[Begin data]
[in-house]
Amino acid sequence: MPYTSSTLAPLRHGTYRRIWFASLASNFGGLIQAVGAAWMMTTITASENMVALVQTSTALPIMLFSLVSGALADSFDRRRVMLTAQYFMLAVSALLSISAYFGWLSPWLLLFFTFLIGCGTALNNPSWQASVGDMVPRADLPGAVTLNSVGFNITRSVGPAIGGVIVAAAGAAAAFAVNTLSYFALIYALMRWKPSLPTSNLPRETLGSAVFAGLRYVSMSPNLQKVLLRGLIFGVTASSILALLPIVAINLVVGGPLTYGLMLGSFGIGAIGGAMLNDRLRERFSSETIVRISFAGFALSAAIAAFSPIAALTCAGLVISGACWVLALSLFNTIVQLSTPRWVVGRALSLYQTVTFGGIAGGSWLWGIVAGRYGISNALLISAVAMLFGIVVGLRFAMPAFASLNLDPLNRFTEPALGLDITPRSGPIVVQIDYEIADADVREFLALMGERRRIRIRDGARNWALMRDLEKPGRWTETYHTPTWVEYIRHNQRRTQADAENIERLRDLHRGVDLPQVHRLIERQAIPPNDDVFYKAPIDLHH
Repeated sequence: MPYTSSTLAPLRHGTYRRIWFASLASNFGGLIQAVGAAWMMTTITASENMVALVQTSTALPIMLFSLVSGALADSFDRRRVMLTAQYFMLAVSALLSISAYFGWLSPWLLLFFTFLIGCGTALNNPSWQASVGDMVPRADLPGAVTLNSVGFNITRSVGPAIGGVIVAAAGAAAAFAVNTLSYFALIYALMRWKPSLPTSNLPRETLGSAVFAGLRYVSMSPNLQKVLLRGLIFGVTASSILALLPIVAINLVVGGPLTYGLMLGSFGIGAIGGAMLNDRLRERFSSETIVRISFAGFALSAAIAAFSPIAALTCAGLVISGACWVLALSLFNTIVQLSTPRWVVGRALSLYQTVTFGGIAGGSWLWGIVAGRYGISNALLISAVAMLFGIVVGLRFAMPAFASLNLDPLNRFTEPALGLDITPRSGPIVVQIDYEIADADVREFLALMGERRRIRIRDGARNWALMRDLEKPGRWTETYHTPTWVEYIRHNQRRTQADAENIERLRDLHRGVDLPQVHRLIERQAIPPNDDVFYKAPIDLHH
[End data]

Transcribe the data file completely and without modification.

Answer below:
[in-house]
Amino acid sequence: MPYTSSTLAPLRHGTYRRIWFASLASNFGGLIQAVGAAWMMTTITASENMVALVQTSTALPIMLFSLVSGALADSFDRRRVMLTAQYFMLAVSALLSISAYFGWLSPWLLLFFTFLIGCGTALNNPSWQASVGDMVPRADLPGAVTLNSVGFNITRSVGPAIGGVIVAAAGAAAAFAVNTLSYFALIYALMRWKPSLPTSNLPRETLGSAVFAGLRYVSMSPNLQKVLLRGLIFGVTASSILALLPIVAINLVVGGPLTYGLMLGSFGIGAIGGAMLNDRLRERFSSETIVRISFAGFALSAAIAAFSPIAALTCAGLVISGACWVLALSLFNTIVQLSTPRWVVGRALSLYQTVTFGGIAGGSWLWGIVAGRYGISNALLISAVAMLFGIVVGLRFAMPAFASLNLDPLNRFTEPALGLDITPRSGPIVVQIDYEIADADVREFLALMGERRRIRIRDGARNWALMRDLEKPGRWTETYHTPTWVEYIRHNQRRTQADAENIERLRDLHRGVDLPQVHRLIERQAIPPNDDVFYKAPIDLHH
Repeated sequence: MPYTSSTLAPLRHGTYRRIWFASLASNFGGLIQAVGAAWMMTTITASENMVALVQTSTALPIMLFSLVSGALADSFDRRRVMLTAQYFMLAVSALLSISAYFGWLSPWLLLFFTFLIGCGTALNNPSWQASVGDMVPRADLPGAVTLNSVGFNITRSVGPAIGGVIVAAAGAAAAFAVNTLSYFALIYALMRWKPSLPTSNLPRETLGSAVFAGLRYVSMSPNLQKVLLRGLIFGVTASSILALLPIVAINLVVGGPLTYGLMLGSFGIGAIGGAMLNDRLRERFSSETIVRISFAGFALSAAIAAFSPIAALTCAGLVISGACWVLALSLFNTIVQLSTPRWVVGRALSLYQTVTFGGIAGGSWLWGIVAGRYGISNALLISAVAMLFGIVVGLRFAMPAFASLNLDPLNRFTEPALGLDITPRSGPIVVQIDYEIADADVREFLALMGERRRIRIRDGARNWALMRDLEKPGRWTETYHTPTWVEYIRHNQRRTQADAENIERLRDLHRGVDLPQVHRLIERQAIPPNDDVFYKAPIDLHH